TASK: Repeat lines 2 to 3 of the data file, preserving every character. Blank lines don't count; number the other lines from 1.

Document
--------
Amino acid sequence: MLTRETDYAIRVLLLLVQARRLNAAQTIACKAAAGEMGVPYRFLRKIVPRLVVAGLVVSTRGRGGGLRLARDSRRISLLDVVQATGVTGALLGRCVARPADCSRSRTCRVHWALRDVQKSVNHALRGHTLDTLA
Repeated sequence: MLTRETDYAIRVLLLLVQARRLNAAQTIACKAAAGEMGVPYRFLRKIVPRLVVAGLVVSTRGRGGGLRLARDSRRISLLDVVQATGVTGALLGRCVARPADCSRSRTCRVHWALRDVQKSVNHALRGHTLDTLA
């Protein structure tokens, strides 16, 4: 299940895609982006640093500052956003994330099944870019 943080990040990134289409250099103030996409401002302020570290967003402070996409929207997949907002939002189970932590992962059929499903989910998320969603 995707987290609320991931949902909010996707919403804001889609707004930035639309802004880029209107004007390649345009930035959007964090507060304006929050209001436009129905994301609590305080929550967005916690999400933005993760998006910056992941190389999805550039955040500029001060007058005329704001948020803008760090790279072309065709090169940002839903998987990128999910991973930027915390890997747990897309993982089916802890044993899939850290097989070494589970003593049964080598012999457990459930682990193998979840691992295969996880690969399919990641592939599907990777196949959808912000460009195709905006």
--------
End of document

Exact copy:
Repeated sequence: MLTRETDYAIRVLLLLVQARRLNAAQTIACKAAAGEMGVPYRFLRKIVPRLVVAGLVVSTRGRGGGLRLARDSRRISLLDVVQATGVTGALLGRCVARPADCSRSRTCRVHWALRDVQKSVNHALRGHTLDTLA
């Protein structure tokens, strides 16, 4: 299940895609982006640093500052956003994330099944870019 943080990040990134289409250099103030996409401002302020570290967003402070996409929207997949907002939002189970932590992962059929499903989910998320969603 995707987290609320991931949902909010996707919403804001889609707004930035639309802004880029209107004007390649345009930035959007964090507060304006929050209001436009129905994301609590305080929550967005916690999400933005993760998006910056992941190389999805550039955040500029001060007058005329704001948020803008760090790279072309065709090169940002839903998987990128999910991973930027915390890997747990897309993982089916802890044993899939850290097989070494589970003593049964080598012999457990459930682990193998979840691992295969996880690969399919990641592939599907990777196949959808912000460009195709905006």